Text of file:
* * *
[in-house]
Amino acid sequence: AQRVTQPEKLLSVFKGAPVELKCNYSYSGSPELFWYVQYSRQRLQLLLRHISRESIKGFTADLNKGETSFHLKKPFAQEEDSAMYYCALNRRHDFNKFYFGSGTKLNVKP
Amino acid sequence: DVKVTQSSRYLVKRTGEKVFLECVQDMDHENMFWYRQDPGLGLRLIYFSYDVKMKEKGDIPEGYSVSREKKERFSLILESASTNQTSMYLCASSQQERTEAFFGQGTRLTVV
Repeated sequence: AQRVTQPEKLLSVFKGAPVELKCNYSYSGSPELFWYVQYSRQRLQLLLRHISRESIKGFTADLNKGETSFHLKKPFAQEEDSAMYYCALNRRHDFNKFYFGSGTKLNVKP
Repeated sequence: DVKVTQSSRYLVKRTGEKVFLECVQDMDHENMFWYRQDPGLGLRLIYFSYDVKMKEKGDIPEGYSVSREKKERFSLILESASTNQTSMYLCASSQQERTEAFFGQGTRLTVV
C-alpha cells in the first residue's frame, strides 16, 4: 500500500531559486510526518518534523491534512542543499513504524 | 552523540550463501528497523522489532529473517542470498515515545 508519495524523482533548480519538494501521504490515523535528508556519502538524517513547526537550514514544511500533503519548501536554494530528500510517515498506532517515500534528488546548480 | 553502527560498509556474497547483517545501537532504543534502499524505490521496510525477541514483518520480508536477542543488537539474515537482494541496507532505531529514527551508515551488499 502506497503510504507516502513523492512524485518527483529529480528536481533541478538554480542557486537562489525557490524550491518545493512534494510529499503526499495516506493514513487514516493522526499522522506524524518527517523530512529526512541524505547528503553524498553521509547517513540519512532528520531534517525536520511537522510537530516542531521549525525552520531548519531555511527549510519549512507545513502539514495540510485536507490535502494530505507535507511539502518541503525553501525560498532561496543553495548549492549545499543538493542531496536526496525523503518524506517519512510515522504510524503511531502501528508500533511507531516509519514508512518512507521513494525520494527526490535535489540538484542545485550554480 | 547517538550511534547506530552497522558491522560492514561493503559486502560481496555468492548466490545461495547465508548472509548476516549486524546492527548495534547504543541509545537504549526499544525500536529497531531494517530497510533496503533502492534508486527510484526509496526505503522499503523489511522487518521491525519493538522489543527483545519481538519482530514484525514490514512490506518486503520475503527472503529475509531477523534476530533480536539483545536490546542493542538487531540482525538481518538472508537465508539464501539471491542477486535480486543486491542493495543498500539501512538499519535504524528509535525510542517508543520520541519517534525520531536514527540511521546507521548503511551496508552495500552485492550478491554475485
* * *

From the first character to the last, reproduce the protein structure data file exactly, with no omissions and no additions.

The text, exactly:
[in-house]
Amino acid sequence: AQRVTQPEKLLSVFKGAPVELKCNYSYSGSPELFWYVQYSRQRLQLLLRHISRESIKGFTADLNKGETSFHLKKPFAQEEDSAMYYCALNRRHDFNKFYFGSGTKLNVKP
Amino acid sequence: DVKVTQSSRYLVKRTGEKVFLECVQDMDHENMFWYRQDPGLGLRLIYFSYDVKMKEKGDIPEGYSVSREKKERFSLILESASTNQTSMYLCASSQQERTEAFFGQGTRLTVV
Repeated sequence: AQRVTQPEKLLSVFKGAPVELKCNYSYSGSPELFWYVQYSRQRLQLLLRHISRESIKGFTADLNKGETSFHLKKPFAQEEDSAMYYCALNRRHDFNKFYFGSGTKLNVKP
Repeated sequence: DVKVTQSSRYLVKRTGEKVFLECVQDMDHENMFWYRQDPGLGLRLIYFSYDVKMKEKGDIPEGYSVSREKKERFSLILESASTNQTSMYLCASSQQERTEAFFGQGTRLTVV
C-alpha cells in the first residue's frame, strides 16, 4: 500500500531559486510526518518534523491534512542543499513504524 | 552523540550463501528497523522489532529473517542470498515515545 508519495524523482533548480519538494501521504490515523535528508556519502538524517513547526537550514514544511500533503519548501536554494530528500510517515498506532517515500534528488546548480 | 553502527560498509556474497547483517545501537532504543534502499524505490521496510525477541514483518520480508536477542543488537539474515537482494541496507532505531529514527551508515551488499 502506497503510504507516502513523492512524485518527483529529480528536481533541478538554480542557486537562489525557490524550491518545493512534494510529499503526499495516506493514513487514516493522526499522522506524524518527517523530512529526512541524505547528503553524498553521509547517513540519512532528520531534517525536520511537522510537530516542531521549525525552520531548519531555511527549510519549512507545513502539514495540510485536507490535502494530505507535507511539502518541503525553501525560498532561496543553495548549492549545499543538493542531496536526496525523503518524506517519512510515522504510524503511531502501528508500533511507531516509519514508512518512507521513494525520494527526490535535489540538484542545485550554480 | 547517538550511534547506530552497522558491522560492514561493503559486502560481496555468492548466490545461495547465508548472509548476516549486524546492527548495534547504543541509545537504549526499544525500536529497531531494517530497510533496503533502492534508486527510484526509496526505503522499503523489511522487518521491525519493538522489543527483545519481538519482530514484525514490514512490506518486503520475503527472503529475509531477523534476530533480536539483545536490546542493542538487531540482525538481518538472508537465508539464501539471491542477486535480486543486491542493495543498500539501512538499519535504524528509535525510542517508543520520541519517534525520531536514527540511521546507521548503511551496508552495500552485492550478491554475485